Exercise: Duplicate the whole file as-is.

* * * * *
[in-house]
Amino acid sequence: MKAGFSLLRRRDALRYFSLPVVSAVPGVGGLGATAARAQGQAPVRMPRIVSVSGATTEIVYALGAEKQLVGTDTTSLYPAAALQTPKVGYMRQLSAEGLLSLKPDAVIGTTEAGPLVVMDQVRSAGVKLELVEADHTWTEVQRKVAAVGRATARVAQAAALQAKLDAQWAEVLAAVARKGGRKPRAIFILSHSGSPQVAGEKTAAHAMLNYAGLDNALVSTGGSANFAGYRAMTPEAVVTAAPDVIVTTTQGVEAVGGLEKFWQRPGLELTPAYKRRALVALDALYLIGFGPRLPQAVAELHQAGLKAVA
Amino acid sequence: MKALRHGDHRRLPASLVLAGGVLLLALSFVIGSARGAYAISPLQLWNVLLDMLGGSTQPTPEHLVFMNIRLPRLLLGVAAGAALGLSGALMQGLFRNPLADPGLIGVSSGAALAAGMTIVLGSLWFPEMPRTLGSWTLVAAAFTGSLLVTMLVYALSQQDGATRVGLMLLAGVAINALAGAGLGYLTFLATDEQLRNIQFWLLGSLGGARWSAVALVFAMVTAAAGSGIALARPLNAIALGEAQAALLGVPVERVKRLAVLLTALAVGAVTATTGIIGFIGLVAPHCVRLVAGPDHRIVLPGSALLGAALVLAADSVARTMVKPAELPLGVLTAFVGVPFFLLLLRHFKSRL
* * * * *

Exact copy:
[in-house]
Amino acid sequence: MKAGFSLLRRRDALRYFSLPVVSAVPGVGGLGATAARAQGQAPVRMPRIVSVSGATTEIVYALGAEKQLVGTDTTSLYPAAALQTPKVGYMRQLSAEGLLSLKPDAVIGTTEAGPLVVMDQVRSAGVKLELVEADHTWTEVQRKVAAVGRATARVAQAAALQAKLDAQWAEVLAAVARKGGRKPRAIFILSHSGSPQVAGEKTAAHAMLNYAGLDNALVSTGGSANFAGYRAMTPEAVVTAAPDVIVTTTQGVEAVGGLEKFWQRPGLELTPAYKRRALVALDALYLIGFGPRLPQAVAELHQAGLKAVA
Amino acid sequence: MKALRHGDHRRLPASLVLAGGVLLLALSFVIGSARGAYAISPLQLWNVLLDMLGGSTQPTPEHLVFMNIRLPRLLLGVAAGAALGLSGALMQGLFRNPLADPGLIGVSSGAALAAGMTIVLGSLWFPEMPRTLGSWTLVAAAFTGSLLVTMLVYALSQQDGATRVGLMLLAGVAINALAGAGLGYLTFLATDEQLRNIQFWLLGSLGGARWSAVALVFAMVTAAAGSGIALARPLNAIALGEAQAALLGVPVERVKRLAVLLTALAVGAVTATTGIIGFIGLVAPHCVRLVAGPDHRIVLPGSALLGAALVLAADSVARTMVKPAELPLGVLTAFVGVPFFLLLLRHFKSRL